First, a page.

'Edge of Seventeen,' Moonlight' and more critics' picks, Nov. 25-Dec. 1

Movie recommendations from critics Kenneth Turan, Justin Chang and other reviewers. Click title for full review.

Arrival Amy Adams stars in this elegant, involving science fiction drama that is simultaneously old and new, revisiting many alien invasion conventions but with unexpected intelligence, visual style and heart. (Kenneth Turan) PG-13.


Best Worst Thing That Ever Could Have Happened This superb documentary directed by Lonny Price covers a rich swath of emotional and creative ground as it tracks the unexpected failure of theater gods Stephen Sondheim and Hal Prince's hugely anticipated 1981 Broadway collaboration "Merrily We Roll Along." (Gary Goldstein) NR.

The Eagle Huntress A portrait of a 13-year-old Kazakh girl from Mongolia who defies eons of tradition by learning to hunt with fierce golden eagles is a documentary so satisfying it makes you feel good about feeling good. (Kenneth Turan) G.

The Edge of Seventeen Hailee Steinfeld gives a superb performance as a high-school misfit in Kelly Fremon Craig's disarmingly smart teen dramedy, the rare coming-of-age picture that feels less like a retread than a renewal. (Justin Chang) R.

Elle Paul Verhoeven's brilliantly booby-trapped new thriller starring Isabelle Huppert is a gripping whodunit, a tour de force of psychological suspense and a wickedly droll comedy of manners. (Justin Chang) R.

The Handmaiden The most absorbing feature in years from the South Korean director Park Chan-wook ("Oldboy") is a teasingly witty and elegant puzzle-box of a thriller about two women (played by Kim Tae-ri and Kim Min-hee) pursuing their destinies in 1930s Japanese-occupied Korea. (Justin Chang) NR.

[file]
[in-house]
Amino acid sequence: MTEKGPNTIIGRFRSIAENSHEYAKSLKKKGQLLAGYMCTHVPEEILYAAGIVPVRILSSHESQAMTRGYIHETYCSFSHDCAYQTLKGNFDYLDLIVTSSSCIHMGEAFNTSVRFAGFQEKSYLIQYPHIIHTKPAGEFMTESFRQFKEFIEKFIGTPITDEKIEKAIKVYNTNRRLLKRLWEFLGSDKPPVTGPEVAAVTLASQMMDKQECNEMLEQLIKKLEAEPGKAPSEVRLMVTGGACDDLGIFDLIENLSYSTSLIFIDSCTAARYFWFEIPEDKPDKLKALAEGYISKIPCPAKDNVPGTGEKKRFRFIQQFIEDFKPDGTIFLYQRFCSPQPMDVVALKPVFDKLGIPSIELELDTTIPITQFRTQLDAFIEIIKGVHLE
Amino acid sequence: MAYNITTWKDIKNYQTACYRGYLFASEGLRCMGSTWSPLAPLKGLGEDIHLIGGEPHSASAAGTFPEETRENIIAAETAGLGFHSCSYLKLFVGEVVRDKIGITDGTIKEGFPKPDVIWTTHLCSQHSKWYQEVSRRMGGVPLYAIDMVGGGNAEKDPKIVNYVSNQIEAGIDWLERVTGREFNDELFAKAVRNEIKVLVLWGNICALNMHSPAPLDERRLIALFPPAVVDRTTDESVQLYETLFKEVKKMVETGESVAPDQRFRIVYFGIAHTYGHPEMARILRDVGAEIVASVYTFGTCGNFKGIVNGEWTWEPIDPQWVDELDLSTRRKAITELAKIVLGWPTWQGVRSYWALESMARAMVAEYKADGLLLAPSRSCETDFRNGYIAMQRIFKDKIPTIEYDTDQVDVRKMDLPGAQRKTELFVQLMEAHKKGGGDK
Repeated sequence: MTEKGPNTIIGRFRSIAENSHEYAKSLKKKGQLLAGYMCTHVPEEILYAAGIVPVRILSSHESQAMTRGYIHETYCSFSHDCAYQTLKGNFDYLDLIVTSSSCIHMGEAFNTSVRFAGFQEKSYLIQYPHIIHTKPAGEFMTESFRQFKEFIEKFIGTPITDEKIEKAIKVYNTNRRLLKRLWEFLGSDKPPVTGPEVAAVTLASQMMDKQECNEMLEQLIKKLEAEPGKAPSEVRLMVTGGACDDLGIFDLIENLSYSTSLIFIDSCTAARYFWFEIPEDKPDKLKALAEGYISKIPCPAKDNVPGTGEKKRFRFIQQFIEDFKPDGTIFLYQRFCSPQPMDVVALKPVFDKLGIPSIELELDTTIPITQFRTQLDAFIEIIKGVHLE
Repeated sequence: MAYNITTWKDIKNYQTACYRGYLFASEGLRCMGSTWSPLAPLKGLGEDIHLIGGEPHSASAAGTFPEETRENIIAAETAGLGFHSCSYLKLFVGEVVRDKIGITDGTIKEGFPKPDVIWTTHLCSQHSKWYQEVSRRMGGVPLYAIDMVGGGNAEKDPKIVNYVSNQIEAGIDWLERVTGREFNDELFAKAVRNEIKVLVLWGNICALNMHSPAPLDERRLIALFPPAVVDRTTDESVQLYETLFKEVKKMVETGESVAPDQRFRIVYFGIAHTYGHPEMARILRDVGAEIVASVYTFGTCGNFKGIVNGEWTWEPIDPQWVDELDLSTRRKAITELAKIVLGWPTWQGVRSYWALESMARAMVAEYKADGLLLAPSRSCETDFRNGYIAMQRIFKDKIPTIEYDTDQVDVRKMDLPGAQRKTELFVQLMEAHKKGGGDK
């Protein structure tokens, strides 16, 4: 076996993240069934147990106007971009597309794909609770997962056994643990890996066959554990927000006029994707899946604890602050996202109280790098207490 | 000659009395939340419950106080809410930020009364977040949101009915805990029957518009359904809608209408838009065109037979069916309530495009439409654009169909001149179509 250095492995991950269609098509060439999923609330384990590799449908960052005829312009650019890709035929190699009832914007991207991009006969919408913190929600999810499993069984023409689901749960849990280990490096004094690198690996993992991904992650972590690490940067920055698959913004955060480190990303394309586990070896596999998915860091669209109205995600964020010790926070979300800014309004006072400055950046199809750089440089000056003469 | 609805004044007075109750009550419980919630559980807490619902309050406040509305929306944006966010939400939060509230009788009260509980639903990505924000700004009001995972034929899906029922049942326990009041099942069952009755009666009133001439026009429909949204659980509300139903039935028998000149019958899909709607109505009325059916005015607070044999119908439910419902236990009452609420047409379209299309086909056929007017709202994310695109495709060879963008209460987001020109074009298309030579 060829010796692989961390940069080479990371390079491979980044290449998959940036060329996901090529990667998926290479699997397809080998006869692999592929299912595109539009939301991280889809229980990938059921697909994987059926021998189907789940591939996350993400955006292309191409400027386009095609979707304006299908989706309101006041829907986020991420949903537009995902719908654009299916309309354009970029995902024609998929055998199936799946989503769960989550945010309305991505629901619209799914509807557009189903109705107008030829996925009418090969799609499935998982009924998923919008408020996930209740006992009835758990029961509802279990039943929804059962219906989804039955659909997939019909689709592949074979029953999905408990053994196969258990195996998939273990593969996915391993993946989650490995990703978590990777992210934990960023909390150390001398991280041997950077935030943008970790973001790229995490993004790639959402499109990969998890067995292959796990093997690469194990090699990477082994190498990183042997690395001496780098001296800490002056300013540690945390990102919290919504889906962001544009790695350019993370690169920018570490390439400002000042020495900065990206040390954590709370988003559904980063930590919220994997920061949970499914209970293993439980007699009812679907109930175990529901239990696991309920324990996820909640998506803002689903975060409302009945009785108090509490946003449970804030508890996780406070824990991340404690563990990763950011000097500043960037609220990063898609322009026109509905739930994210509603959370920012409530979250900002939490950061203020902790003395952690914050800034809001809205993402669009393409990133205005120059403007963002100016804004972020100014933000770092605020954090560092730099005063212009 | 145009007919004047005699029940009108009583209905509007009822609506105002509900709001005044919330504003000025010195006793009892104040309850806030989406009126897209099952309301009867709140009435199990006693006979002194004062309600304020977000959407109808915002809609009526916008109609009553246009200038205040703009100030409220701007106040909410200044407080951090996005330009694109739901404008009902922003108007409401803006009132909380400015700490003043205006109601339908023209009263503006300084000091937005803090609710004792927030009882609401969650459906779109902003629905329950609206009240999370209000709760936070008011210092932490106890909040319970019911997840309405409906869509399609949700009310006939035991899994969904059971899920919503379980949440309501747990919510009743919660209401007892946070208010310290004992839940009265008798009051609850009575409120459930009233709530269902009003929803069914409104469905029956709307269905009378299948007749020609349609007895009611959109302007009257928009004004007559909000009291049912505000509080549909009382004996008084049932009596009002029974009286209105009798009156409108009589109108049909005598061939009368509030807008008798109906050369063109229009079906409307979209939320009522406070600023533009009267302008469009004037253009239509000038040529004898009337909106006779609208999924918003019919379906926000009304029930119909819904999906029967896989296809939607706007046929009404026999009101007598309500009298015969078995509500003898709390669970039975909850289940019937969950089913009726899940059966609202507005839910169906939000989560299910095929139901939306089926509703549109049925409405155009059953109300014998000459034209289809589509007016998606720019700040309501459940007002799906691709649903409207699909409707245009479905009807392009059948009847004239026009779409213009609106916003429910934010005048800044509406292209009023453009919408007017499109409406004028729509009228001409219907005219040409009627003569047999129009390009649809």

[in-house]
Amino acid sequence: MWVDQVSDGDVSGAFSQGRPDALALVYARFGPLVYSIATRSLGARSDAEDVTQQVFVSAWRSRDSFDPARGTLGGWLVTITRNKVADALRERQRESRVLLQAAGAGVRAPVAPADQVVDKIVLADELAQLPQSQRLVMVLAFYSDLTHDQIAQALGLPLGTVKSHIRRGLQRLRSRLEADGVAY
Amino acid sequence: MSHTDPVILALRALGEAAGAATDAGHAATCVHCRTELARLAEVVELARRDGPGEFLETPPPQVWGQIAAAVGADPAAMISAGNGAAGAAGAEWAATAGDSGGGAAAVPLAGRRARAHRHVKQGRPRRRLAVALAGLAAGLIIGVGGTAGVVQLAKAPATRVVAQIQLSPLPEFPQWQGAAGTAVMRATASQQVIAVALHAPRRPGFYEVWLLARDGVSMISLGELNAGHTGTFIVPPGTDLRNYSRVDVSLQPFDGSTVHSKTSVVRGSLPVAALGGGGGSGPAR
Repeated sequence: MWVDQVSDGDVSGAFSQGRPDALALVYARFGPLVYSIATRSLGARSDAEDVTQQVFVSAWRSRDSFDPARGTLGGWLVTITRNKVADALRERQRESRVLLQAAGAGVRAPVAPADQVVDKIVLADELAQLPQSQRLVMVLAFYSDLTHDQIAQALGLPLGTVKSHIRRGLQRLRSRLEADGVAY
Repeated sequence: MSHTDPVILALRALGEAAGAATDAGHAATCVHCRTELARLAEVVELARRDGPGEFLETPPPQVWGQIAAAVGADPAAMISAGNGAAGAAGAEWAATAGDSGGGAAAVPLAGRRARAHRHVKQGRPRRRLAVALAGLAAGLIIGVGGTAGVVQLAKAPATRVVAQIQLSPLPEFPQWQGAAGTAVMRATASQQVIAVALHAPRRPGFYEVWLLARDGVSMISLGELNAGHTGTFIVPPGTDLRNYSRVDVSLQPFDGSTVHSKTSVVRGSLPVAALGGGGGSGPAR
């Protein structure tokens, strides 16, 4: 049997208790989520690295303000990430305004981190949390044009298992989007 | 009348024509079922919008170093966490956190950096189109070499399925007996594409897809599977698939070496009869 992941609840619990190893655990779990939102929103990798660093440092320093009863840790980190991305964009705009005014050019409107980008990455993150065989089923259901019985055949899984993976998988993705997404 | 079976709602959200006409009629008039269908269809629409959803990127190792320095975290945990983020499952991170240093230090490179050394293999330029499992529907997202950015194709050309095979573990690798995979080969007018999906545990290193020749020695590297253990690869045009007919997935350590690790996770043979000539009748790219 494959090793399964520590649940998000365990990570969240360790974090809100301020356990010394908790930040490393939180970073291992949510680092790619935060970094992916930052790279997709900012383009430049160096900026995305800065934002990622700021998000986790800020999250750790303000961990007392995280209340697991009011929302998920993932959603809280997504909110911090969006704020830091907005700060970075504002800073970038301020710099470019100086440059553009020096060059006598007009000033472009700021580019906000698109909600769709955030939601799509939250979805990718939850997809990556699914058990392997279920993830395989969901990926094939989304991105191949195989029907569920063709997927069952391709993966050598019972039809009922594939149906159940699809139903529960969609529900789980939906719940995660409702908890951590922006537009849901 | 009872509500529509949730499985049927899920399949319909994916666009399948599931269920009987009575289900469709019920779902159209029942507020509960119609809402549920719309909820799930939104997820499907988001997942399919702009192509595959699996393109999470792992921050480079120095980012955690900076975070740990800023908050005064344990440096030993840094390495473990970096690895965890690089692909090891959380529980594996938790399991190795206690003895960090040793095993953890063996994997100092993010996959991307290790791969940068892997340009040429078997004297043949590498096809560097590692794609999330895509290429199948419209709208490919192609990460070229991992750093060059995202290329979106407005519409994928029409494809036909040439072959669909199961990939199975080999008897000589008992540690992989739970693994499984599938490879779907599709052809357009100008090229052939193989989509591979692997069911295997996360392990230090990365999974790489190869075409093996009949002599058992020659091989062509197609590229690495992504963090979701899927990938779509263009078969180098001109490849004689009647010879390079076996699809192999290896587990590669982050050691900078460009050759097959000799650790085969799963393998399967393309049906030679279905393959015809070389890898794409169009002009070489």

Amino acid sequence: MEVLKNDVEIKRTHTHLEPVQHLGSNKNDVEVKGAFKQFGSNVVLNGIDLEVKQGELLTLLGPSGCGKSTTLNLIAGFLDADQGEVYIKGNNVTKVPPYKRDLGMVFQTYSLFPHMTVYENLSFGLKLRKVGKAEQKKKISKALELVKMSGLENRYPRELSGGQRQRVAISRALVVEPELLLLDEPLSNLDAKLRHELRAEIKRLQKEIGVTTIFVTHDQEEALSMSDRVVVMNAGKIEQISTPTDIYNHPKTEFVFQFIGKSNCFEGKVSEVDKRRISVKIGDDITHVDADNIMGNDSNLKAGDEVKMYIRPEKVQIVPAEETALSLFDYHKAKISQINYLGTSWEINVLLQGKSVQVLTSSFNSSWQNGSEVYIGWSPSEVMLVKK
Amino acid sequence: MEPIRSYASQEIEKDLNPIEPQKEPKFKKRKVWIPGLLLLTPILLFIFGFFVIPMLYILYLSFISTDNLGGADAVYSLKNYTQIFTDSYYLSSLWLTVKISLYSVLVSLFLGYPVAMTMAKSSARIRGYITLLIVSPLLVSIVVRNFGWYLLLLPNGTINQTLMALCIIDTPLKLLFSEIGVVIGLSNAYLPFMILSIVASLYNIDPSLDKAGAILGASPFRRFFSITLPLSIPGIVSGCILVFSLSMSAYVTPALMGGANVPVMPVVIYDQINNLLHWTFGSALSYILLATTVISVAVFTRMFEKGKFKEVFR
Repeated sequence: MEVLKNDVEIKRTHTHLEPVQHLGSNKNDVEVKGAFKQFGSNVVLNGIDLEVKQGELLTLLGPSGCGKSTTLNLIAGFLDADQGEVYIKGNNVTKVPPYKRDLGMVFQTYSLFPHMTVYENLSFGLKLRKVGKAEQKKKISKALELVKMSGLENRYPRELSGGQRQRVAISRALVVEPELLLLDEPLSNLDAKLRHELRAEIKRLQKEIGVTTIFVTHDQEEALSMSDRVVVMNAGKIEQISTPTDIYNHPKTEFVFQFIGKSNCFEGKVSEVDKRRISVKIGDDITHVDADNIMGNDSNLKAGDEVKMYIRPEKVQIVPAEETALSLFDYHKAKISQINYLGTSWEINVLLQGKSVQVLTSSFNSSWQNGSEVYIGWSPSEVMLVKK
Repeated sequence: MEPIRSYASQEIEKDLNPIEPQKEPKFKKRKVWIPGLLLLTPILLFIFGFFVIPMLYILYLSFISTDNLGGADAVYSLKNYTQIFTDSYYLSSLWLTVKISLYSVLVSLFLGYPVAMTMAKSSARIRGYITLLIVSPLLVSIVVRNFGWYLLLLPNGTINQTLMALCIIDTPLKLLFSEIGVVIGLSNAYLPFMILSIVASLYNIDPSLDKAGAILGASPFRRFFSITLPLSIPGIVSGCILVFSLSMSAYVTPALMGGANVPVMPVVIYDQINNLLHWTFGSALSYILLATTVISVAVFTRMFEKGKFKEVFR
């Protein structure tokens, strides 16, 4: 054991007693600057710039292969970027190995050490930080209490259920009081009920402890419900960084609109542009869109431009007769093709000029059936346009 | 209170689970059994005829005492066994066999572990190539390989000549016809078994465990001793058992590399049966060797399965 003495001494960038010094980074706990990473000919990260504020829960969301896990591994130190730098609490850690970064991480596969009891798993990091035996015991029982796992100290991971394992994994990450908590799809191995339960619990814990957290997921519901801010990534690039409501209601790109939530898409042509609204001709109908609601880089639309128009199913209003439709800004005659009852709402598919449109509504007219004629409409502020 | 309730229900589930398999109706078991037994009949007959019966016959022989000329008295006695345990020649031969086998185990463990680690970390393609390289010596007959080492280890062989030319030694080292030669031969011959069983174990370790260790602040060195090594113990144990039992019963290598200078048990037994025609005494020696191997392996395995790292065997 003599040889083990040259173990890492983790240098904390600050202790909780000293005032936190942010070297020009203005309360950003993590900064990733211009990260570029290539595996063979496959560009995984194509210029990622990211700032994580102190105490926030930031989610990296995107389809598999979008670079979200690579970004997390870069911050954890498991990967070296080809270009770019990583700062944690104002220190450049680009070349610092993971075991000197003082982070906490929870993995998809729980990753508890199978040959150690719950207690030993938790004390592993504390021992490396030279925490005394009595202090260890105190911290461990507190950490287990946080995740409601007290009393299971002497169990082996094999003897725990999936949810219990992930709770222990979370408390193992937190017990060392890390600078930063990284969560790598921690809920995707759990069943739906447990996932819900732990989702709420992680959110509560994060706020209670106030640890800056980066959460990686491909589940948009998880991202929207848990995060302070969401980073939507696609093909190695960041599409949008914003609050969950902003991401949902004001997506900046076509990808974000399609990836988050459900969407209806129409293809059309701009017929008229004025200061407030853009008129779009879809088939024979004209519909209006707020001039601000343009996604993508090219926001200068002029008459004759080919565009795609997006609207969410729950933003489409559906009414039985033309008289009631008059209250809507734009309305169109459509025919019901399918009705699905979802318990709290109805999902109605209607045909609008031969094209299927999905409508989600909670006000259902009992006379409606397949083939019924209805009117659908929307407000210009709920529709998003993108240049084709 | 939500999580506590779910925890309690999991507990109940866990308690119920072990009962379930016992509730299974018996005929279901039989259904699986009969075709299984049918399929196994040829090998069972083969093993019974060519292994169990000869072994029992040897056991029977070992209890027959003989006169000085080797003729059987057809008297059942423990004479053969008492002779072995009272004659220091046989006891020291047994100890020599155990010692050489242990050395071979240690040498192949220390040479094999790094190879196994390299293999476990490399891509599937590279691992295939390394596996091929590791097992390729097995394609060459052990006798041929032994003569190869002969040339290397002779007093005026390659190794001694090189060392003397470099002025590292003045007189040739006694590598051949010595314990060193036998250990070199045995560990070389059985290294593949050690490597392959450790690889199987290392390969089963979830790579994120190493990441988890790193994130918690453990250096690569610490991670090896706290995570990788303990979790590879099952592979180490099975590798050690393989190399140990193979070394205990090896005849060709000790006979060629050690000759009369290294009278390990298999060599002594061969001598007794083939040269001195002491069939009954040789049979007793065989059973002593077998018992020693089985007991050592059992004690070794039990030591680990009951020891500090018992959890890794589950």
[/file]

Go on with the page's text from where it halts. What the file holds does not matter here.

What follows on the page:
Kubo and the Two Strings In this 3-D wonderment steeped in ancient Japanese folklore and brought to life by the stop-motion innovators at Laika Entertainment, magic is both an eye-popping phenomenon and an everyday reality. (Justin Chang) PG.

Loving Beautifully acted by Ruth Negga and Joel Edgerton, this involving, socially conscious Jeff Nichols drama shows the personal lives of the interracial couple whose marriage led to the 1967 Supreme Court ruling that anti-miscegenation laws were unconstitutional. (Kenneth Turan) PG-13.

Manchester by the Sea Powerful, emotional filmmaking that leaves a scar, Kenneth Lonergan's drama starring Casey Affleck and Michelle Williams is both heartbreaking and heartening, a film that just wallops you with its honesty, its authenticity, and its access to despair. (Kenneth Turan) R.

Moonlight Superb filmmaking and an exceptional level of emotional honesty universalizes a very specific coming-of-age experience, that of a gay black man growing from child to adult starting in 1980s Miami's crack cocaine epidemic years. (Kenneth Turan) R.